As some readers may know, my father has been out as transgender for about 2 years now. Before her transition, Dad worked for the State of Indiana Department of Corrections. She started this job the same year my brother was born, 1992, and worked for DOC for over 20 years, working her way up the ranks from a guard until she was a Major, the highest ranking officer in uniform. She worked nights, weekends, even gave extra time as the captain of the riot team.
A few months before coming out, she quit this job. According to her, it was because the new governor (our own Mike Pence) wanted the prisons to be ruled with an iron fist, by instilling fear of higher ranking officers in state employees. My dad is a gentle person (deep down) and wasn’t comfortable with changing leadership styles after 20 years of an open door policy. I’m sure the desire to live her true life was also a part; her treatment by the DOC after her transition only serves to illustrate what a shit show it would have been if she had come out while an employee.
What treatment, you might ask? Well, see, Dad doesn’t have a college degree, and she’s a transgender in a state which won’t even let homosexuals with traditional gender identities get married. Suffice to say, finding a full time job was difficult, even with a decade or more of management experience. So, Dad decides to submit some applications back to the Indiana corrections system and see if she can get hired back on as a guard. No responsibilities of leadership, but the opportunity to return to a familiar work environment where she knew she could excel at her job.
Applications went out by the dozens. Finally, Dad got a call from the facility in Rockville, Indiana, to set up an interview for the following week. Or so she thought, until DOC called 2 days before to cancel the interview. Not because the position had been filled, but because she is trans.
Now wait, Amber, you might be thinking. That’s kind of a serious accusation, do you have any proof to back that up?
Why yes, I do.
See, when DOC called to cancel the interview, Dad asked why they were doing so, and they said they would have to call back. But then they never did, despite repeated contact attempts from Dad. So Dad got mad and called an old colleague of hers who happens to be the current state personnel director. She told this person that if she didn’t receive a call back in 24 hours she would be getting a lawyer.
Of course, that got her a call back, and a trip to IHOP in Anderson, Indiana. That was the meeting place the personnel director chose to meet—somewhere casual, where their bigotry could be revealed over coffee. Dad recorded the entire conversation which transpired between herself and this state employee.
During this meeting it was literally admitted to her that the reason Indiana didn’t want to hire her was because she was trans. Oh, she was a model employee when she was a man. According to the state personnel director, “we thought you walked on water.” But not anymore, just because of a change in name and appearance. Suddenly Dad was an untouchable.
But, the personnel director assured her they would find her a place, even though she was the first trans employee in the state. Then Dad didn’t hear anything for a few weeks, until she was offered a part-time minimum-wage job at the BMV. After 20 years of full time, loyal service, Dad wasn’t willing to settle for that.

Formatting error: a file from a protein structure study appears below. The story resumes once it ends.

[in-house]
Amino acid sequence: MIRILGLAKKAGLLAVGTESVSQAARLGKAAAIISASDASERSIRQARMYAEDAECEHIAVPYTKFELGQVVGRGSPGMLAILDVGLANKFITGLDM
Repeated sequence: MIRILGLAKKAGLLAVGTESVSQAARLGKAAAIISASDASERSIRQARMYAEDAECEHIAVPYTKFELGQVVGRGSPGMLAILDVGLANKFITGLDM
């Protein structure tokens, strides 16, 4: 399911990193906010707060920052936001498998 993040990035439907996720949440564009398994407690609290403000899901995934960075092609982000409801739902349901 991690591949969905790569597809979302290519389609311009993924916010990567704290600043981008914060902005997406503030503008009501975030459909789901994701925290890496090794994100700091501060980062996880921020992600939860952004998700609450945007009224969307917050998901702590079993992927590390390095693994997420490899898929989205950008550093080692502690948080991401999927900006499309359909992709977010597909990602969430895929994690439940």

So she called the ACLU and filed a lawsuit. Not surprisingly, in less than a week she was offered a job as a guard at DOC, with the stipulation that she drop the lawsuit. Before agreeing to do so, Dad got a verbal promise from the State of Indiana that she would be allowed to wear a skirt and makeup to work and be treated as a woman under the employee policy.
Allow me to tell you, perhaps unsurprisingly—that has not been the case.
They have certainly been quick to limit Dad’s responsibilities and opportunities. Like all women employed by DOC, she’s not allowed to search male offenders—which is fine. But it’s also been made indirectly clear to her that there will be no opportunities for promotion or job advancement (also fine—but discriminatory as fuck). And since she’s been working there for the last few months, she’s not been allowed to order a uniform skirt, or even provide her own.
See, according to the State of Indiana, people are only allowed to wear uniform skirts for religious purposes, like Mennonites, I assume. Apparently no one has ever chosen to take advantage of this policy, and the State of Indiana doesn’t want to let my Dad be the first, especially not for gender reasons.
(Dad, I ask, why don’t you just become a Mennonite? But she’s not willing to LIE. See? See what a good employee you have, DOC?)
Never mind the fact that she’s filed at least 5 incident reports about self-injuries due to being forced to wear pants while tucking. Never mind that the State is in clear violation of Federal EEOC. They don’t give two shits. They just want to punish anyone who isn’t straight, and they aren't even trying to hide it anymore, as Governor Pence's recent ridiculous instruction to disregard the Federal Supreme Court's ruling in favor of gay marriage indicates.
Prudent, my ass. I think it’s pretty clear at this point that the governor, and therefore the entire Hoosier State government, is disgustingly anti-LGBT. My dad is just one more person being caught in the storm of their hatred. She’s submitted an official appeal to State HR, which at the first level of bureaucracy was declined. Their reasoning?
She didn’t get fired—so she should shut the fuck up and deal. And let them break the promises they made to avoid getting sued.
Good thing she still knows how to get in touch with some lawyers.